The report released last week by the House Select Committee on U.S. National Security is startling, but not because China tried to steal our nuclear weapons designs. Public and private espionage is an unfortunate fact that comes with having the most advanced weapons systems in the world. What is startling is that our intelligence operation for 20 years and through multiple administrations woefully underestimated China's efforts and failed to prevent their successes.
In responding to these revelations, the United States must focus on the systemic failure of our counterintelligence operation. It has lacked centralization and did not adequately address emerging threats in the post-Cold War paradigm. Our intelligence agencies also have failed to embrace new technologies. Just as our national labs lead the world in state-of-the-art technology, so too must our counterintelligence agencies lead the world in surveillance and verification measures.
I represent a district in California that is home to two of our nation's labs, Lawrence Livermore and Sandia California National Laboratories. The overwhelming majority of the men and women who work there are honest, hard-working and patriotic. They embrace their role of maintaining the most advanced defense arsenal in the world that keeps American families safe. Fortunately, they are good at their jobs.
In the event of suspected espionage, it is the FBI's duty to gather criminal evidence admissible in court. So while one part of our government is responsible for developing the secrets, another is charged with prosecuting spies. In the pursuit of their individual aims, the primary goal of protecting our secrets has been ignored. That is inexcusable. Energy Secretary Bill Richardson's decision to appoint a counterintelligence czar and form a new Office of Counterintelligence is a critical first step to ensuring that our ultimate responsibility will be to make our nuclear laboratories theft proof.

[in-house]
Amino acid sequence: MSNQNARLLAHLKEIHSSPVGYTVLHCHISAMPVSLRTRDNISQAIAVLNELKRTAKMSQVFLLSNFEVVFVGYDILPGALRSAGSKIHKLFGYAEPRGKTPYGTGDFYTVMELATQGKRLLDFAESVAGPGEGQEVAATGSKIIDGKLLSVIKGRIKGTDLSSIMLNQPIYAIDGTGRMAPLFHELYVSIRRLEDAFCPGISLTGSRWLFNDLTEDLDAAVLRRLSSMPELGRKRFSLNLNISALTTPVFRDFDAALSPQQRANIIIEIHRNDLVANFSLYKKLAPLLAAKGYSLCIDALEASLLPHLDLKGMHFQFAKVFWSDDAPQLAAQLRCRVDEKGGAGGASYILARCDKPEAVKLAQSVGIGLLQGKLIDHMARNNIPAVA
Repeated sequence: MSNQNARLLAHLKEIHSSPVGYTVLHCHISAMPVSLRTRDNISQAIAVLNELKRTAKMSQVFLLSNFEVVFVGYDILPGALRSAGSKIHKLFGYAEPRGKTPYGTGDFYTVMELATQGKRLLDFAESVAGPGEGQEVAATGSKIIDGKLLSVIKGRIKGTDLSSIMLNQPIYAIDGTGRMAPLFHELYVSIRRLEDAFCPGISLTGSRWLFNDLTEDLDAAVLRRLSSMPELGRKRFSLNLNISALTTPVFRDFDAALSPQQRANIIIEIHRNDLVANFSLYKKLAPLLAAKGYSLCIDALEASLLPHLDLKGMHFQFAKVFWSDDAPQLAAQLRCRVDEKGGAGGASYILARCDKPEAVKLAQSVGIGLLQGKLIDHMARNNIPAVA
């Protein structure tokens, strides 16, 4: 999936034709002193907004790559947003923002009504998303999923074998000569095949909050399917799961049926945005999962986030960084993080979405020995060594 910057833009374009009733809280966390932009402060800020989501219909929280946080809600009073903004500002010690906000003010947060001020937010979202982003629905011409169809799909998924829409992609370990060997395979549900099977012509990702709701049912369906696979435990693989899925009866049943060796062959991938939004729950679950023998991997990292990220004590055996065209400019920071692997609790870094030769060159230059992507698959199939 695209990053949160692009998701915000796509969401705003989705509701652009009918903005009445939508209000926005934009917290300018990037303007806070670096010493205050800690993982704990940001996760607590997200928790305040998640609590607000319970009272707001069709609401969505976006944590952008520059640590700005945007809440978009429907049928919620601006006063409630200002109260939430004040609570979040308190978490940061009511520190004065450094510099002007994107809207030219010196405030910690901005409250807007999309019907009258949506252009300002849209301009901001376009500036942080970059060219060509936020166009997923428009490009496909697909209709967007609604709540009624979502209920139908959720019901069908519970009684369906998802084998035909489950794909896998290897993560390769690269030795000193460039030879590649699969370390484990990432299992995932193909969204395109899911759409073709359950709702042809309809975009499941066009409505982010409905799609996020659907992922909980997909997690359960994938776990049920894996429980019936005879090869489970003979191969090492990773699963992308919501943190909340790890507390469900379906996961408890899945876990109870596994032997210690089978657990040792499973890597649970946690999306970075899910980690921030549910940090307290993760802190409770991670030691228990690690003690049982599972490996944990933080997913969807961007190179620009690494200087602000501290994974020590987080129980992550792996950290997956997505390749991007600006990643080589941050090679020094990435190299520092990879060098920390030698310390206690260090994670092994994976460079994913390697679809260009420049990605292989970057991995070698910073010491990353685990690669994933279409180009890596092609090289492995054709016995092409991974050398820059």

In Congress, I have been working with a bipartisan coalition led by Rep. Norm Dicks (Wash.), the Democrats' ranking member on the Select Committee, to solve these structural deficiencies in our counterintelligence operation. Specifically, our proposal creates a chain of command with ultimate authority resting with the secretary of energy and establishes financial penalties for activities often associated with espionage, such as shifting classified materials into unclassified computer networks.
We also need to move our counterintelligence operation beyond the Cold War by addressing new threats and new technologies. It is clear from the report that our agents are still looking for someone to walk out of the lobby with a three-ring binder marked "National Security Secrets." But yesterday's notebooks are today's high-speed modems. The tools in our counterintelligence arsenal must always be one step ahead of the ever-evolving high-technology tools of espionage.
I fear, though, that in reacting to the report, some people will seek politically expedient solutions that neither achieve their stated goals nor are in our national interest. Already, some in Congress have called for shutting down all visits to our national labs by foreign scientists. This simplistic approach fails to distinguish between the smuggling of our classified national secrets by American citizens and conducting non-classified, disarmament-oriented exchanges with countries such as Russia.
In February, I spent a week in Moscow meeting with U.S. and Russian scientists who administer programs designed to stop Russian scientists and their nuclear materials from going to countries such as Iran, Iraq and North Korea. Given the state of the Russian economy and the fact that Russia's uranium stockpiles are not locked down, we have no choice but to engage our Russian counterparts on a scientist-to-scientist level. That is why misdirected reactions to Chinese espionage could end up jeopardizing our national security.
We also must reject isolationists who want to use this opportunity to reverse years of progress in our relations with China. Continuing our active engagement with China on trade and humanitarian issues is just as much a part of our national interest as it was last month or last year. Gaining China acceptance to the World Trade Organization will force China to adopt rules-based trade practices that will make China conform to world standards and give its trading partners a forum to adjudicate grievances.
In fashioning complete and accurate solutions to our counterintelligence operation, we must resist expressions of false indignation that China would diligently attempt to steal our nuclear weapons designs. As a world superpower for the past 50 years, we have the most advanced thermonuclear warheads and electromagnetic technology in the world. Part of being the idea capital of the world is protecting those ideas. It is up to us to protect what is ours.
The writer, a Democratic representative from California, is a member of the House Armed Services Committee.